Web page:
A ward councillor has raised concerns about the state of alleyways in her neighbourhood in Stoke-on-Trent.
Candi Chetwynd who represents Smallthorne, says she has been in-undated with complaints from residents.
There are claims alleyways have been taken over by drug users, needles have been left on the floor and there is fly-tipping.
She has now launched a petition after seeing first-hand problems in her neighbourhood. The petition – calling on Stoke-on-Trent City Council to adopt troublesome alleyways – states: “Residents will not tolerate the ever constant and increasing barrage of devastating fly tipping, vermin, anti social behaviour, hazards and serious risks to public health.
“Overgrown shrubs, weeds and self seeded trees are blocking entries. Broken bottles, rubbish and drug paraphernalia form gauntlets that make the conventional use of an alley impossible.
“Bins can not pass the arsenal of hazards so are left in on view for street access attracting more refuse. Residents of terraced streets are not offered full recycling facilities and are disadvantaged in their global duty to protect the environment purely because of the lack of adoption.”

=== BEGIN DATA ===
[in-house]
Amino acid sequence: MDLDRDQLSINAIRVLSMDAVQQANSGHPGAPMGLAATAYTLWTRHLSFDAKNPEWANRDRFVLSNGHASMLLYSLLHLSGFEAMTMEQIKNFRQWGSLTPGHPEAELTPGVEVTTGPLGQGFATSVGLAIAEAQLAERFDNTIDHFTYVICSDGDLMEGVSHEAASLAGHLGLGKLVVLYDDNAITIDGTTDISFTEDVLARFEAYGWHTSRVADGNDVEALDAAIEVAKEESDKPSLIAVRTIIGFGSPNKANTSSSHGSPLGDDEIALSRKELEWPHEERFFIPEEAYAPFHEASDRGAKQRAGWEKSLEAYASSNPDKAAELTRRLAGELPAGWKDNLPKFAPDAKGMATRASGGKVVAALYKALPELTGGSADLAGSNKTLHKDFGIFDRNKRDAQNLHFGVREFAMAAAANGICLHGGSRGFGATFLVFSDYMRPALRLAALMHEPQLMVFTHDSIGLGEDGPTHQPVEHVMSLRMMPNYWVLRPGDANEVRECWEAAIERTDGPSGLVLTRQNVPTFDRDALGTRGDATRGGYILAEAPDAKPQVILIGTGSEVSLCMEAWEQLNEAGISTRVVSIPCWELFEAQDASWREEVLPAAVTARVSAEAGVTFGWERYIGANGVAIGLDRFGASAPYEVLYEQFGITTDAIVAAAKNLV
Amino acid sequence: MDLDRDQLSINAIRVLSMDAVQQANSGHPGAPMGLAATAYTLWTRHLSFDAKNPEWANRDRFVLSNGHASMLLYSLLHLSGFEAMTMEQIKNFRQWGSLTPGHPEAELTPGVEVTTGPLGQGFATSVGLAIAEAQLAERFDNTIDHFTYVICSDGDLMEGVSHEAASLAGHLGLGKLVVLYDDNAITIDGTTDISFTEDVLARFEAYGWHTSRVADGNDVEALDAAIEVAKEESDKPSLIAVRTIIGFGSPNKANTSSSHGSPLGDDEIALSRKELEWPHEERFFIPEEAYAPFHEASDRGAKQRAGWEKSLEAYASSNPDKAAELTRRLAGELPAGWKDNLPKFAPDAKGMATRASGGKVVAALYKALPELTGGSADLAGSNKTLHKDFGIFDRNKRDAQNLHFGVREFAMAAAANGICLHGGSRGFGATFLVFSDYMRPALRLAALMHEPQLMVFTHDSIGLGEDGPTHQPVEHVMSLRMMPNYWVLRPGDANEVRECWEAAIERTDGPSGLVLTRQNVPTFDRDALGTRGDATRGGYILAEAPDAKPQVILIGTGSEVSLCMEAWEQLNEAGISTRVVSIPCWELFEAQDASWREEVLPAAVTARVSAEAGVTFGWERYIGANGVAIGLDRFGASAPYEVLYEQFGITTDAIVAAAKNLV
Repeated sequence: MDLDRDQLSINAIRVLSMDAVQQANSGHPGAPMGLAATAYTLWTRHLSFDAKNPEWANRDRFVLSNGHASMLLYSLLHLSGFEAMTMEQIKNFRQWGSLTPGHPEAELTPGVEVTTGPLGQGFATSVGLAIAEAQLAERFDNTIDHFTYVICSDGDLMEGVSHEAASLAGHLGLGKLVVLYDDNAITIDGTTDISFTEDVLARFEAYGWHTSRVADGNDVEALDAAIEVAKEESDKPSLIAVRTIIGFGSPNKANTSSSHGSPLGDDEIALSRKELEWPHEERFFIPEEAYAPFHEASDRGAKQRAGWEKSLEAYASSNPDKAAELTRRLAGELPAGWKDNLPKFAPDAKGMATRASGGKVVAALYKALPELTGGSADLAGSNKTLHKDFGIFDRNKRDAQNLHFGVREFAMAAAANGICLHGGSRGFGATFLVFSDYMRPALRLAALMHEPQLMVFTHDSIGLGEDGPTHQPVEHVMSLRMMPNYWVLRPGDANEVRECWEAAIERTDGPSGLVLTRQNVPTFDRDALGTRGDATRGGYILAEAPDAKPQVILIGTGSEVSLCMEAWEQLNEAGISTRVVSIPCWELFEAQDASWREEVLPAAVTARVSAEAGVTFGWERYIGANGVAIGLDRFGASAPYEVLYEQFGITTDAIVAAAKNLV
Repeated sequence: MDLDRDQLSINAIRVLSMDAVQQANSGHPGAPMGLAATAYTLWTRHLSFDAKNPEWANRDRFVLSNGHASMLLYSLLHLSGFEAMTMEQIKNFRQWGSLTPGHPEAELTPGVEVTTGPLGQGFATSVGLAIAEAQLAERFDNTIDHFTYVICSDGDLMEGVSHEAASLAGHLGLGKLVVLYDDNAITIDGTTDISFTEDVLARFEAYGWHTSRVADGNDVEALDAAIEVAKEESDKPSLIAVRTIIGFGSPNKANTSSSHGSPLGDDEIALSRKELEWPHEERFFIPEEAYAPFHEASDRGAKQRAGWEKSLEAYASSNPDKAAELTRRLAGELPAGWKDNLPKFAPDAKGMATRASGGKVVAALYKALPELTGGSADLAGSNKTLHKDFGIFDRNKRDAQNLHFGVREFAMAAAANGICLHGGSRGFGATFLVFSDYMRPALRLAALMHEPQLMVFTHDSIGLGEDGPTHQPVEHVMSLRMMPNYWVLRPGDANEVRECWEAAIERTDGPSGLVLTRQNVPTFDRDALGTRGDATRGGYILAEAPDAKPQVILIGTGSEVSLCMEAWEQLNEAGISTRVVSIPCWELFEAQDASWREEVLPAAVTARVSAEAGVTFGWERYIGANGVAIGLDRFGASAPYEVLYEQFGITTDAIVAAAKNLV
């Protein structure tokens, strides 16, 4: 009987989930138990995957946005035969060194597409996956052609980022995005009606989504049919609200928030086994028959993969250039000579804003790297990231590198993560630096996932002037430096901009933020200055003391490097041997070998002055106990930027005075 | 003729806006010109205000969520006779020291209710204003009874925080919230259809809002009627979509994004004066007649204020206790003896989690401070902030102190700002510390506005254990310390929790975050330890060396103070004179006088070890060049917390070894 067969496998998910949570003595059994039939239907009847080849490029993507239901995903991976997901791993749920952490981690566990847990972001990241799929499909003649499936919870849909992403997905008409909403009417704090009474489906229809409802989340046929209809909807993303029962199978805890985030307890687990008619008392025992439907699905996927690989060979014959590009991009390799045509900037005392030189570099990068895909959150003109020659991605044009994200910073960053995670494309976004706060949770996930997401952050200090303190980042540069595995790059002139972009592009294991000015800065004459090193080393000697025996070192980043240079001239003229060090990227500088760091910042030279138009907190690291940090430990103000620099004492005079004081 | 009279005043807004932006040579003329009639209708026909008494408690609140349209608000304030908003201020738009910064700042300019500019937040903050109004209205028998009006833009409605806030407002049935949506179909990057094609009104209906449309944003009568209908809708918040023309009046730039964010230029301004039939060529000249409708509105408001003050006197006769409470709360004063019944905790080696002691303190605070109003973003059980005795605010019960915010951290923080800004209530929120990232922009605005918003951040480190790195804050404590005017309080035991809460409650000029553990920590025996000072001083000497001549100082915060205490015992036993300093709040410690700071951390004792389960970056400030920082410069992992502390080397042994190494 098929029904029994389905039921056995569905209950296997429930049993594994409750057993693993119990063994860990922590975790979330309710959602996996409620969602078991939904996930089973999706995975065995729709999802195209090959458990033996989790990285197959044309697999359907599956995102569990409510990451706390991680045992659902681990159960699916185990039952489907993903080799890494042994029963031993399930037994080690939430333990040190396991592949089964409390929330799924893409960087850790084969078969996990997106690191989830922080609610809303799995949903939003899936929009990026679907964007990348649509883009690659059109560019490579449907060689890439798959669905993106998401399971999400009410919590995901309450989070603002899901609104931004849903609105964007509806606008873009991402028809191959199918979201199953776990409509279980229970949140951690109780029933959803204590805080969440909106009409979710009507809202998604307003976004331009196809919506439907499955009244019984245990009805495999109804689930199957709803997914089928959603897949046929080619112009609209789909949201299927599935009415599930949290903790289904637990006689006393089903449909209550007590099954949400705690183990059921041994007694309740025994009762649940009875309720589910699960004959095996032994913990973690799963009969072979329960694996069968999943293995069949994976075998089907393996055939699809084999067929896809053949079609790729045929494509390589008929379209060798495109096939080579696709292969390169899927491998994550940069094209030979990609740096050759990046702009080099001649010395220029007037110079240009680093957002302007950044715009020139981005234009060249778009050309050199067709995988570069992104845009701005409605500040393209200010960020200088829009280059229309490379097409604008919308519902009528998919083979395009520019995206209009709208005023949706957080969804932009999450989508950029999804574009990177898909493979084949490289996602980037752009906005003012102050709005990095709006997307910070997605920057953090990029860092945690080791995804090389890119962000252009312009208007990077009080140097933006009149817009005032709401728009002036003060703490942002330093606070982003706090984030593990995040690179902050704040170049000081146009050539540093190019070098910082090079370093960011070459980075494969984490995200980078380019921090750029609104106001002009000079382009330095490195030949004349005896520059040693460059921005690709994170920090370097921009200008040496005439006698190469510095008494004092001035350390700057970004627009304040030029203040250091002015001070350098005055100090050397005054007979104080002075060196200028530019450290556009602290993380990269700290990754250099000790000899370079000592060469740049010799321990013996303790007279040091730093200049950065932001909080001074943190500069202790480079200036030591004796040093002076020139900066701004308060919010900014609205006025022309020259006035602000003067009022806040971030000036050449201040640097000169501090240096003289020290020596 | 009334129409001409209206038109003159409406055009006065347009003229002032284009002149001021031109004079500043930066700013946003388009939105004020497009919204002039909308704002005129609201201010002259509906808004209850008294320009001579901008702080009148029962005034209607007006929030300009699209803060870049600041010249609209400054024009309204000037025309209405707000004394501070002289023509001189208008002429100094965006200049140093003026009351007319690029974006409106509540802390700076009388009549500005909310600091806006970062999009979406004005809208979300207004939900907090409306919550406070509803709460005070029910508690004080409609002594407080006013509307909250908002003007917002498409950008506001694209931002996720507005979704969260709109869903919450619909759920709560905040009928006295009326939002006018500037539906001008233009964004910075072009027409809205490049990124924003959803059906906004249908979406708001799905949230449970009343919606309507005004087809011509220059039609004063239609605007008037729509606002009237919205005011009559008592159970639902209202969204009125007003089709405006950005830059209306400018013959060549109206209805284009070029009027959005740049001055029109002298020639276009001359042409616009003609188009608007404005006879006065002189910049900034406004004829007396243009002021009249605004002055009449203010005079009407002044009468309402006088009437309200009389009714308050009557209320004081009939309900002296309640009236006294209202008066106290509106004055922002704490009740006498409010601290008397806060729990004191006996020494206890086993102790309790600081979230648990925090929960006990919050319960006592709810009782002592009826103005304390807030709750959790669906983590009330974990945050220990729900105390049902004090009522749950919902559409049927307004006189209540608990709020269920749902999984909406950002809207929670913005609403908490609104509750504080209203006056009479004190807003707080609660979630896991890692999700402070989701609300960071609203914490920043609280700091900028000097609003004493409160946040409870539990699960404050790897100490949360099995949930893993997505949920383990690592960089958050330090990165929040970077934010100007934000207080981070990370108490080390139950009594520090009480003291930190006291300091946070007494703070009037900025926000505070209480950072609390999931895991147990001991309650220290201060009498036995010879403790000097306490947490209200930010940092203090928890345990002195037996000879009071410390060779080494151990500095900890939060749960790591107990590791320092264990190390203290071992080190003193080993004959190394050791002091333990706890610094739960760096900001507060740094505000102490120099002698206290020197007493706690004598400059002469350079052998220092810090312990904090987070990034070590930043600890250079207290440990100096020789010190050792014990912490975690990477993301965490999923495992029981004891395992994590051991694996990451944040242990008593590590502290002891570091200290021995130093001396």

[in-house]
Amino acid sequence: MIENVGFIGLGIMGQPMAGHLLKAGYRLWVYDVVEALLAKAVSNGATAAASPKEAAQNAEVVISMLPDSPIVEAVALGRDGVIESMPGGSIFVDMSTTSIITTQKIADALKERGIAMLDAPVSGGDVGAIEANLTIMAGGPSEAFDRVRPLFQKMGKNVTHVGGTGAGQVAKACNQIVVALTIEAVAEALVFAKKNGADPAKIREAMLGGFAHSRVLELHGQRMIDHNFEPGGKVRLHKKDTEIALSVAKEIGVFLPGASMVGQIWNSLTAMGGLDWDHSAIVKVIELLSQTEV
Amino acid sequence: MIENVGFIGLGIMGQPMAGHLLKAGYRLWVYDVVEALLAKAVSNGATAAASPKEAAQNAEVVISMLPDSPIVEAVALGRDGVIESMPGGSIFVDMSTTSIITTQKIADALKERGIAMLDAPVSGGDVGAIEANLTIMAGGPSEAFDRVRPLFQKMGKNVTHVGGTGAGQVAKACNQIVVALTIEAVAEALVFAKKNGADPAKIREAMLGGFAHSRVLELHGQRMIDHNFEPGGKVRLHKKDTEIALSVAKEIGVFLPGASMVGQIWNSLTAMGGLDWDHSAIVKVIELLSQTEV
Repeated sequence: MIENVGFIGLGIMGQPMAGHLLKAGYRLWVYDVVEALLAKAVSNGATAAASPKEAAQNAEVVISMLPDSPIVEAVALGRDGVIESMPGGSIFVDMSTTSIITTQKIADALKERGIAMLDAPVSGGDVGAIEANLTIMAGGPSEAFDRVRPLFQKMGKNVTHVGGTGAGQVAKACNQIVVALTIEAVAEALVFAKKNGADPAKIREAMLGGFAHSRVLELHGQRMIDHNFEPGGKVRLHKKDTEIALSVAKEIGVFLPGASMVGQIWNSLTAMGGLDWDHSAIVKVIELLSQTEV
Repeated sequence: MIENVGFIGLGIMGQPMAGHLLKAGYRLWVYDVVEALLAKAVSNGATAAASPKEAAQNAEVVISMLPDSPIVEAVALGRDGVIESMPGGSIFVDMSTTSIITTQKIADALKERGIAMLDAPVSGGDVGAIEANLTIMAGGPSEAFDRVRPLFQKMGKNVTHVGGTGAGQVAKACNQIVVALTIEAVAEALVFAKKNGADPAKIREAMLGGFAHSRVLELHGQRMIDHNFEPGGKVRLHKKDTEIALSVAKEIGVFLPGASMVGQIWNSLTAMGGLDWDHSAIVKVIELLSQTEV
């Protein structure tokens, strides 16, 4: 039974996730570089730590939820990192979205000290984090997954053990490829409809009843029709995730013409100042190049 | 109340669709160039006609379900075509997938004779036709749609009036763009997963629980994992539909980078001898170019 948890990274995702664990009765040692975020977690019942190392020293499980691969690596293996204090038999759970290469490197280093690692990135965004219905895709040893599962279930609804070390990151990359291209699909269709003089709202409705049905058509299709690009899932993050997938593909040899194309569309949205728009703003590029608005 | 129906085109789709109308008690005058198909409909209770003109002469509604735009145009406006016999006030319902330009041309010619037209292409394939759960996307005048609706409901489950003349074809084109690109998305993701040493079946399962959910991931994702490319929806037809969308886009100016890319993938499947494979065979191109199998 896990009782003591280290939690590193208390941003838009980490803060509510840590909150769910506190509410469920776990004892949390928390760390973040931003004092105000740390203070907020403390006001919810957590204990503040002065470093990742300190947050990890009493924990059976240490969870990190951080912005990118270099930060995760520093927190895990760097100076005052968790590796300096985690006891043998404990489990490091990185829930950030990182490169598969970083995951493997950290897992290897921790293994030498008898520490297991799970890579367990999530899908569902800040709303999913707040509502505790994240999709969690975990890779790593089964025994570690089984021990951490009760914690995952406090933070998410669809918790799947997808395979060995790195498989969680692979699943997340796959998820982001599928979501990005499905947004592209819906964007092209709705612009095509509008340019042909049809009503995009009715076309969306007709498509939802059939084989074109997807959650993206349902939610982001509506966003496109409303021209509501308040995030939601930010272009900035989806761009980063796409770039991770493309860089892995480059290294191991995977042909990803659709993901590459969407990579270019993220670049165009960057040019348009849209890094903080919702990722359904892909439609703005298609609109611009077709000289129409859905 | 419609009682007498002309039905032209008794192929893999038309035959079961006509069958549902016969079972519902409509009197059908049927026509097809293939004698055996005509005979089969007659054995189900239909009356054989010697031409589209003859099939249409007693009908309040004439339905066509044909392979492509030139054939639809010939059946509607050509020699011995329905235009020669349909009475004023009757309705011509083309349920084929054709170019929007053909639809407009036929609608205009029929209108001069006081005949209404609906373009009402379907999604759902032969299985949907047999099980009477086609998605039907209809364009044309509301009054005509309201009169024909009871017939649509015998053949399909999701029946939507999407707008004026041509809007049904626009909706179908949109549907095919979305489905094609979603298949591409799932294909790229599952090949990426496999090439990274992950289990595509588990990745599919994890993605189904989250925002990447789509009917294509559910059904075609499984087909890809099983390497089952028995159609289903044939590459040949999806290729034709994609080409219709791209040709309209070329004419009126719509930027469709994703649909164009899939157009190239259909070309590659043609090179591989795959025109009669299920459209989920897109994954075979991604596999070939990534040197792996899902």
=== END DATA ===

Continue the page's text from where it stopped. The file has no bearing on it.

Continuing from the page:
Councillor Chetwynd added: “It has become more prevalent year on year since 2015 when extreme cuts began to show their affect from lack of resources in services.
“Residents and companies have tried to adopt alleyways from Stoke-on-Trent City Council in the hope that these issues will stop but have been refused the right to adoption.
“Fires have broken out on countless occasions as dumped waste has been set alight. All surrounding homes, businesses and buildings are at serious risk.
“By alleyways becoming adopted, communities will begin to recover from the neglect that has led to humiliation, shame and standards of living that fall far short of acceptable. Pride and pubic safety must be restored with alleyways that are fit for purpose.”